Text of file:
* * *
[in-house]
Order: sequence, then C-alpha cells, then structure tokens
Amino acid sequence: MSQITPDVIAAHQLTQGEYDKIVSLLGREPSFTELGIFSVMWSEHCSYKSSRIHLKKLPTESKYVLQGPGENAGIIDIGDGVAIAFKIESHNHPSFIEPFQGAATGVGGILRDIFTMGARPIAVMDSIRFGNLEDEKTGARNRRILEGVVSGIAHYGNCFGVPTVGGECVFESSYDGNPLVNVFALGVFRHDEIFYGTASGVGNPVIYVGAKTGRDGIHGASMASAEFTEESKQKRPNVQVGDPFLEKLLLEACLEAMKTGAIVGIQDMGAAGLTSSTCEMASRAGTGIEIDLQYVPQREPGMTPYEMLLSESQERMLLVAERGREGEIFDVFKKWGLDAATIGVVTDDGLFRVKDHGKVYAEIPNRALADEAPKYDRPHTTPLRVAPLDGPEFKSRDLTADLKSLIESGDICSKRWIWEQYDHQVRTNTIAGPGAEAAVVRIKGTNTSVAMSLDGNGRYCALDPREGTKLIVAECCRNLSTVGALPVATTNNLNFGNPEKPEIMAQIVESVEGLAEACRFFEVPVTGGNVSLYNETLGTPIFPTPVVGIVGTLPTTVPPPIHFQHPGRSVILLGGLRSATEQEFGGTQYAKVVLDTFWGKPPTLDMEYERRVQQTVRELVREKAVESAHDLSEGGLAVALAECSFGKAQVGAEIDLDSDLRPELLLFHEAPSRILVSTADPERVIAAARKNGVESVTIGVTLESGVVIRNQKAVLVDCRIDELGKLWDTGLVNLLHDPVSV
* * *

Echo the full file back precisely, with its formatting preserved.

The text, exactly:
[in-house]
Order: sequence, then C-alpha cells, then structure tokens
Amino acid sequence: MSQITPDVIAAHQLTQGEYDKIVSLLGREPSFTELGIFSVMWSEHCSYKSSRIHLKKLPTESKYVLQGPGENAGIIDIGDGVAIAFKIESHNHPSFIEPFQGAATGVGGILRDIFTMGARPIAVMDSIRFGNLEDEKTGARNRRILEGVVSGIAHYGNCFGVPTVGGECVFESSYDGNPLVNVFALGVFRHDEIFYGTASGVGNPVIYVGAKTGRDGIHGASMASAEFTEESKQKRPNVQVGDPFLEKLLLEACLEAMKTGAIVGIQDMGAAGLTSSTCEMASRAGTGIEIDLQYVPQREPGMTPYEMLLSESQERMLLVAERGREGEIFDVFKKWGLDAATIGVVTDDGLFRVKDHGKVYAEIPNRALADEAPKYDRPHTTPLRVAPLDGPEFKSRDLTADLKSLIESGDICSKRWIWEQYDHQVRTNTIAGPGAEAAVVRIKGTNTSVAMSLDGNGRYCALDPREGTKLIVAECCRNLSTVGALPVATTNNLNFGNPEKPEIMAQIVESVEGLAEACRFFEVPVTGGNVSLYNETLGTPIFPTPVVGIVGTLPTTVPPPIHFQHPGRSVILLGGLRSATEQEFGGTQYAKVVLDTFWGKPPTLDMEYERRVQQTVRELVREKAVESAHDLSEGGLAVALAECSFGKAQVGAEIDLDSDLRPELLLFHEAPSRILVSTADPERVIAAARKNGVESVTIGVTLESGVVIRNQKAVLVDCRIDELGKLWDTGLVNLLHDPVSV